Planetary cradles: UMass/FCAD colloquium speaker Feng Long presents ALMA view of early solar systems

Solar systems like ours begin as pancakes of dust and gas left over after a star forms. Over time, the dust within these "circumstellar disks" coagulate into planetesimals that will eventually form planets like the Earth. During this early stage of solar system evolution, these circumstellar disks are called "protoplanetary disks" because planets have not fully formed within them. Feng Long, the Submillimeter Array (SMA) Postdoctoral Fellow at the Harvard-Smithsonian Center for Astrophysics (CfA), spoke at the Five College Astronomy Department (FCAD) Fall 2020 Virtual Colloquium hosted by UMass Amherst on Thursday, October 29. She discussed her recent publications and the implications that these incredibly detailed observations have for our understanding of solar system formation.

A schematic of the star formation process. Beginning with a diffuse cloud, an arrow points to a dense cloud, then to a turbulent cloud with multiple cores, then to a single star with a disk of dust surrounding it, and then to a diagram of a solar system with small planets in orbit around a star.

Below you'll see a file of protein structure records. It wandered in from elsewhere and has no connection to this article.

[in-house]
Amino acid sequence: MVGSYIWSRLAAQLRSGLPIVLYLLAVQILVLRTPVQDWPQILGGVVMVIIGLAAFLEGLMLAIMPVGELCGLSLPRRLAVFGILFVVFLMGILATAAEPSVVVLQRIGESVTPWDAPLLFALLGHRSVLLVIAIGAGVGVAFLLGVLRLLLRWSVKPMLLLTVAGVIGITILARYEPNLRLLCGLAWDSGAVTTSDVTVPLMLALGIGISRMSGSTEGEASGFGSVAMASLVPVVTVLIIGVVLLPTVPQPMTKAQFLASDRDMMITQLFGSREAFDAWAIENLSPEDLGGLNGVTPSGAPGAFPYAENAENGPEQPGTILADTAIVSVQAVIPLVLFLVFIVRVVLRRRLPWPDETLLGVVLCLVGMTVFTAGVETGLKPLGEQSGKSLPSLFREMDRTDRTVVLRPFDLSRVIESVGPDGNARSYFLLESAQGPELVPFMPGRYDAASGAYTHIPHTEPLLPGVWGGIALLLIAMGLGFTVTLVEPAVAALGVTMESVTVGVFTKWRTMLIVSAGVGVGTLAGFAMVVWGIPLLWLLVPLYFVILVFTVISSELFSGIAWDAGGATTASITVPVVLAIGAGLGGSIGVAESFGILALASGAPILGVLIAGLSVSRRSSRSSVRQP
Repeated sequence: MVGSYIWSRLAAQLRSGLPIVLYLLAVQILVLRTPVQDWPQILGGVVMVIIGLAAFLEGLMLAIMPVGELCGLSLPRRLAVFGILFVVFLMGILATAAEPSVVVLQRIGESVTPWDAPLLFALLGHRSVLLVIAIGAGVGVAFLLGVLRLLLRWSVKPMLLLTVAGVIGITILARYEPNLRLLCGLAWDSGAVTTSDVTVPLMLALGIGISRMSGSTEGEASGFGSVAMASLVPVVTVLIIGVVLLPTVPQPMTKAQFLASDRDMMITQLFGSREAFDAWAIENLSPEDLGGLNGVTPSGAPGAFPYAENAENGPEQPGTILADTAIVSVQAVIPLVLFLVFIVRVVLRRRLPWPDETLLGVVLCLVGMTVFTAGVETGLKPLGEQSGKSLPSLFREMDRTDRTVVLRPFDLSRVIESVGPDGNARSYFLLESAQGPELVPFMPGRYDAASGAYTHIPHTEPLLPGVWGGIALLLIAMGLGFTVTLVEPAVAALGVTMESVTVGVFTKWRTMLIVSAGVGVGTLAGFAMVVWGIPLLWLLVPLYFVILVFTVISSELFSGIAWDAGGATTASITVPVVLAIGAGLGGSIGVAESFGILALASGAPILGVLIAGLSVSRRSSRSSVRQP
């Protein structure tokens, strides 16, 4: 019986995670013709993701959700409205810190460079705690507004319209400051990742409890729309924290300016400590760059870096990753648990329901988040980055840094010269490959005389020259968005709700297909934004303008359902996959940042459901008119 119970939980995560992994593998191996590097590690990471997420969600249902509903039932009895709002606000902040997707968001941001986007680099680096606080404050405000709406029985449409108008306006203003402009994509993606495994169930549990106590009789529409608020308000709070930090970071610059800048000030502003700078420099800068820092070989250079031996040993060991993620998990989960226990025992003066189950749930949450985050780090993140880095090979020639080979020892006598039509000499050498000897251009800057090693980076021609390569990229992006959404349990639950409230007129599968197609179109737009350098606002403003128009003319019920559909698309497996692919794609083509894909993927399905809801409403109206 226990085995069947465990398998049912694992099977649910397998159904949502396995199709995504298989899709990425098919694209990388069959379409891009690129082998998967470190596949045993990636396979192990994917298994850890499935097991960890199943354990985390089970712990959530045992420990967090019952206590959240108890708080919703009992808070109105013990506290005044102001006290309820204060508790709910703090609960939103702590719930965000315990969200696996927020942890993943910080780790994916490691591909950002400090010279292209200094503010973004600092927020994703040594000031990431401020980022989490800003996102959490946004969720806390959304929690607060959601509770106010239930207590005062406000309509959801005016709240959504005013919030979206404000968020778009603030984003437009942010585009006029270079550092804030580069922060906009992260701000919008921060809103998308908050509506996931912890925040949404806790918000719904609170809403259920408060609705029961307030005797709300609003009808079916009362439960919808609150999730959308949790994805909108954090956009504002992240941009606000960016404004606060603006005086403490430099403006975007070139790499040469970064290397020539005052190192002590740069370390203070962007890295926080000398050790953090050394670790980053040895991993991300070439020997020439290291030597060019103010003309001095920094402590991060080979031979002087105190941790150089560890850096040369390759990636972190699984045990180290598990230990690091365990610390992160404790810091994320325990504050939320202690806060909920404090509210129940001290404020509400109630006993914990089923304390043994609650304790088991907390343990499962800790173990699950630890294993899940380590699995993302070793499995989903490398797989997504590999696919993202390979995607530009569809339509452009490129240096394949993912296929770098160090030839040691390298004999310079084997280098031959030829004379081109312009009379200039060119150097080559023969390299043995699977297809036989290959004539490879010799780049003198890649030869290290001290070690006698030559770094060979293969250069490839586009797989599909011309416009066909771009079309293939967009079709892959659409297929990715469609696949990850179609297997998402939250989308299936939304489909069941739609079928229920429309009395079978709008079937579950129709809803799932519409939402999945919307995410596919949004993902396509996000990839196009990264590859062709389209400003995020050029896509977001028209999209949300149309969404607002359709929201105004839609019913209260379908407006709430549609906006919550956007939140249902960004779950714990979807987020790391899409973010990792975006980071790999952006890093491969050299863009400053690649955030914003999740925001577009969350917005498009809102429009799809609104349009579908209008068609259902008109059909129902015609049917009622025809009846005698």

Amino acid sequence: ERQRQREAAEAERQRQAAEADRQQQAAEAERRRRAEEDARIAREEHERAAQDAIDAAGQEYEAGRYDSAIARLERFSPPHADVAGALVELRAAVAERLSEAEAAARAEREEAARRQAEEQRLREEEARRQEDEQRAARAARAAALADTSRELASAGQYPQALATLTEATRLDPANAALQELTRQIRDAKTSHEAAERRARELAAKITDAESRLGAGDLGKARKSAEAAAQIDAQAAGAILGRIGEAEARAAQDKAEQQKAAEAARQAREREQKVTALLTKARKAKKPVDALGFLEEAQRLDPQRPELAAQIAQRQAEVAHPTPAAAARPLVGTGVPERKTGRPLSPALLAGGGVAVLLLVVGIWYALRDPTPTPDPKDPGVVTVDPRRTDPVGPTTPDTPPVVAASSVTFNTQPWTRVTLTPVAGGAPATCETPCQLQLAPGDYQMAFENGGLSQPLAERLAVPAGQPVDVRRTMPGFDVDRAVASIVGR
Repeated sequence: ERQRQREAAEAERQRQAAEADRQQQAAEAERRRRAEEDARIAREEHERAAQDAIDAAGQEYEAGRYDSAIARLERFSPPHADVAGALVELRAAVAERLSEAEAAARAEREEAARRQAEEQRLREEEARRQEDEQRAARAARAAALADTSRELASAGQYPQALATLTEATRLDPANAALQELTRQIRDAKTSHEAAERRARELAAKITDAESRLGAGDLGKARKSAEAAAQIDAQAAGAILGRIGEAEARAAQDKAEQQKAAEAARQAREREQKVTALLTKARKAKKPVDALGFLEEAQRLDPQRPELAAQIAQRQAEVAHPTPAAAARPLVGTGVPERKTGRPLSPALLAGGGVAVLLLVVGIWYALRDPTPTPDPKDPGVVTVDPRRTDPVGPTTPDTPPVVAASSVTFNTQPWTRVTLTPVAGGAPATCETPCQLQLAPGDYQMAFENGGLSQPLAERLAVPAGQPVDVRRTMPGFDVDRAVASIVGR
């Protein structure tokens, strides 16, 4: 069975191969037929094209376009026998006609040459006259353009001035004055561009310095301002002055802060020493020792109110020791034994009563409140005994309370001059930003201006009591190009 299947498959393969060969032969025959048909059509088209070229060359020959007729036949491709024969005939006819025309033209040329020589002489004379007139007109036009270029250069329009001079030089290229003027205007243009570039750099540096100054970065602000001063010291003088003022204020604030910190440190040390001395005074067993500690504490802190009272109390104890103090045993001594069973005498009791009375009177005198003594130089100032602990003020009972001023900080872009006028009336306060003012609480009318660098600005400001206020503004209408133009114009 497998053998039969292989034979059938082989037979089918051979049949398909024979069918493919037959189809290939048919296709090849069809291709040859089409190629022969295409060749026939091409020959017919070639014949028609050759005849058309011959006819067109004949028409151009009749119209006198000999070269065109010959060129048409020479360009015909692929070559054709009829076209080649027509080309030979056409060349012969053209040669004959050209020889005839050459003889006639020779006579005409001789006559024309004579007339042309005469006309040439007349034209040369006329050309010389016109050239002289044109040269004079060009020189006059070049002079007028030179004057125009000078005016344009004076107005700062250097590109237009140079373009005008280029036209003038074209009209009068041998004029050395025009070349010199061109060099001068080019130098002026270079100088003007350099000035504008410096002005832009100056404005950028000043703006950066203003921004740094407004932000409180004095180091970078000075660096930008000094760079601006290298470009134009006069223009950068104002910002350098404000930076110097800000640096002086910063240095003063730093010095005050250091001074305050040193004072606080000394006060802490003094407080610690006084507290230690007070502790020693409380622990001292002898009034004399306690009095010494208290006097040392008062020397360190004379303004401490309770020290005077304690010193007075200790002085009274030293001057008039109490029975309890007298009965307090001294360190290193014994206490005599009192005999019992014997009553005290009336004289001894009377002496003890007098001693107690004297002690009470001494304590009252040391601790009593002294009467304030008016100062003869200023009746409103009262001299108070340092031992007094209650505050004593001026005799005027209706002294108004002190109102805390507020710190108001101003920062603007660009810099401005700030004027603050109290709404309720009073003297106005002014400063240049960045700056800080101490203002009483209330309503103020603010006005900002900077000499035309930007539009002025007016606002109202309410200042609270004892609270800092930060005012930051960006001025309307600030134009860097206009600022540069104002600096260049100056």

An artist's interpretation of a forming solar system. FCAD Colloquium speaker Feng Long observes “protoplanetary disks,” the fourth stage of this diagram, using the ALMA telescope in Chile. Image credit: Bill Saxton/NRAO/AUI/NSF

The Atacama Large Millimeter/submillimeter Array (ALMA) has operated since 2013, taking observations of the sky in long wavelengths of light. Circumstellar disks are cool, so the light they emit is of a much longer wavelength than hotter targets like stars or planets. ALMA has many antennas working together to build baseline lengths extending kilometers, enabling astronomers to take high-resolution images of the dust and gas that encircle young stars.

An image of the ALMA telescope array, with 9 or more large radio antennae pointed towards the camera atop a dry, arid mountain.
Several dishes that comprise the ALMA telescope. Image credit: ALMA (ESO/NAOJ/NRAO)